While user agent sniffing can sometimes detect these, not all devices are the same: some mobile devices have big screened sizes, some desktops have a small touchscreen, some people use smart TV's which are an entirely different ballgame altogether, and some people can dynamically change the width and height of their screen by flipping their tablet on its side! Rather, add in touch conveniences such as bigger, more easily clickable buttons (you can do this using CSS by increasing the font size).
Here is an example of code that increases the padding of #exampleButton to 1em on mobile devices. This effect can be easily achieved using CSS flex boxes, sometimes with floats as a partial fallback. Also try to move less relevant/important information down to the bottom and group the page's content together meaningfully.
Although it is off-topic, perhaps the following detailed example might give you insights and ideas that persuade you to forgo user agent sniffing. The boxes can be separated into multiple columns via two equally fair method.
The second method uses a Column layout and resents all the dogs to the left and all the cats to the right. Only in this particular scenario, it is appropriate to provide no fallback for the flex boxes/multi columns, resulting in a single column of very wide boxes on old browsers.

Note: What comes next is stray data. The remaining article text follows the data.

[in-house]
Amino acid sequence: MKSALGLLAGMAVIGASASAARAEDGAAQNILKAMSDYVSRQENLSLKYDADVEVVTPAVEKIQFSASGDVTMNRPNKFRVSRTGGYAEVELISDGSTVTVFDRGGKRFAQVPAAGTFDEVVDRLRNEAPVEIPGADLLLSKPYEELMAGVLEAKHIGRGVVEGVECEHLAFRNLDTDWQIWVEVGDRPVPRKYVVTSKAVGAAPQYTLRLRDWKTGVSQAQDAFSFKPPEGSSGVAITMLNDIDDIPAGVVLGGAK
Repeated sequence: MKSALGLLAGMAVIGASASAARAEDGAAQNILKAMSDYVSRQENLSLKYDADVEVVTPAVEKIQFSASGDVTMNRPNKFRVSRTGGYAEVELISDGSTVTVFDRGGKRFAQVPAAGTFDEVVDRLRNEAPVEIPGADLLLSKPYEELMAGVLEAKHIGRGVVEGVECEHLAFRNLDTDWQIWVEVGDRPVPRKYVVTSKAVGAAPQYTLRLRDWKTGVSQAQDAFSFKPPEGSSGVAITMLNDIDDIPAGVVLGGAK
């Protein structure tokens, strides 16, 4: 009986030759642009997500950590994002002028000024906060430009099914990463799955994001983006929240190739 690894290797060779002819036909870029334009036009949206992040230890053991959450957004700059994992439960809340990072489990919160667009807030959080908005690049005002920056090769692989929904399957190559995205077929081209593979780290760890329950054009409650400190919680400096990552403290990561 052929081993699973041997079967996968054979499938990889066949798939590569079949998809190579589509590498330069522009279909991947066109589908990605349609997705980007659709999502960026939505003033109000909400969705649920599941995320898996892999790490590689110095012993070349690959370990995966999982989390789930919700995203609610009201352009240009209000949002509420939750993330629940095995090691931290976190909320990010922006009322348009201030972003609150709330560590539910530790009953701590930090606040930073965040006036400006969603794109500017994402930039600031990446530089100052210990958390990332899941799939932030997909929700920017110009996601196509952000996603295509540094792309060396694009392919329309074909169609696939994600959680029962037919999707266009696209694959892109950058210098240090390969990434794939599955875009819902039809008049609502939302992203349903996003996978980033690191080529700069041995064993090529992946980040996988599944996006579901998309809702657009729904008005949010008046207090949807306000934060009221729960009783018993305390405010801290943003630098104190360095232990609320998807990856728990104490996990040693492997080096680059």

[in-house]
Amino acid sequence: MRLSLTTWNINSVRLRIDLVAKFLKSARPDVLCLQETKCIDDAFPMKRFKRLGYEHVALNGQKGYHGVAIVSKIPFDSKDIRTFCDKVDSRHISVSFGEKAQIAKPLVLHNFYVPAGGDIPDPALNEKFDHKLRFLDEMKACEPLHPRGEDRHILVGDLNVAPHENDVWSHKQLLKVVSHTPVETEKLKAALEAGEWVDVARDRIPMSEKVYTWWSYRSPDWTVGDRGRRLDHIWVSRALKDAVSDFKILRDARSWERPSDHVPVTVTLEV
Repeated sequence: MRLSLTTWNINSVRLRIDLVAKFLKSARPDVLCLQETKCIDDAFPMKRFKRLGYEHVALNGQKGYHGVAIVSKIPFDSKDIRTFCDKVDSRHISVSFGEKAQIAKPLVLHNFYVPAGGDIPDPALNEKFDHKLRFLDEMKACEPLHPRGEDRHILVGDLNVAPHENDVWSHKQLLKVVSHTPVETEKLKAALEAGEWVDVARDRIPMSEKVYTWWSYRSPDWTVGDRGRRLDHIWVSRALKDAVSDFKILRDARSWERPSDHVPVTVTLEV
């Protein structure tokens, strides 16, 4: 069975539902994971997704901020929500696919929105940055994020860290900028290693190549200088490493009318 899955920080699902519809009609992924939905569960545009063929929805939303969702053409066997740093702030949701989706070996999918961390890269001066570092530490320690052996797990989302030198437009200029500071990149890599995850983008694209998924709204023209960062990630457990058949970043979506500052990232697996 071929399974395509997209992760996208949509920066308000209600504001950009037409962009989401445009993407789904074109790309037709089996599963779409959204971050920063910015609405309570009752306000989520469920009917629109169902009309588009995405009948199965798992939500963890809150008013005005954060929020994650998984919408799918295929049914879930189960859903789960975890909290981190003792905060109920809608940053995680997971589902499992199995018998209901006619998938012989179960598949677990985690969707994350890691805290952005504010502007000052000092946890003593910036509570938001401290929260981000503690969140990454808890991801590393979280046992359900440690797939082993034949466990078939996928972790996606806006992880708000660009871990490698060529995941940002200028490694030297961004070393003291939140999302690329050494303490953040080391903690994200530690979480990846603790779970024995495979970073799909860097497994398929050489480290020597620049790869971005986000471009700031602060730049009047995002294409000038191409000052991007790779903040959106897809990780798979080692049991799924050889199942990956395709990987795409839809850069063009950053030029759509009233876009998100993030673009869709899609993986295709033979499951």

If more people visit the webpage to see the cats, then it might be a good idea to put all the cats higher in the source code than the dogs so that more people can find what they are looking for faster on smaller screens where the content collapses down to one column. Next, always make your code dynamic. The user can flip their mobile device on its side, changing the width and height of the page.
Or, there might be some weird flip-phone-like device thing in the future where flipping it out extends the screen. The simplest way to do this is to separate all the code that moves content around based on screen size to a single function that is called when the page is loaded and at each resize event thereafter.
Also note that there is a huge difference between the media queries (max-width: 25em), not all and (min-width: 25em), and (max-width: 24.99em) : (max-width: 25em) excludes (max-width: 25em), whereas not all and (min-width: 25em) includes (max-width: 25em). One such case is using user agent sniffing as a fallback when detecting if the device has a touch screen.
Internet Explorer (on Windows) and WebKit (on iOS) are two perfect examples. However, Internet Explorer was such a special little wasp exception prior to version 9 that it was very easy to detect the browser based upon the browser-specific features available.
WebKit is a bit worse because Apple forces all the browsers on IOS to use WebKit internally, thus the user has no way to get a better more updated browser on older devices. For example, WebKit 6 has a bug whereby when the device orientation changes, the browser might not fire MediaQueryList listeners when it should.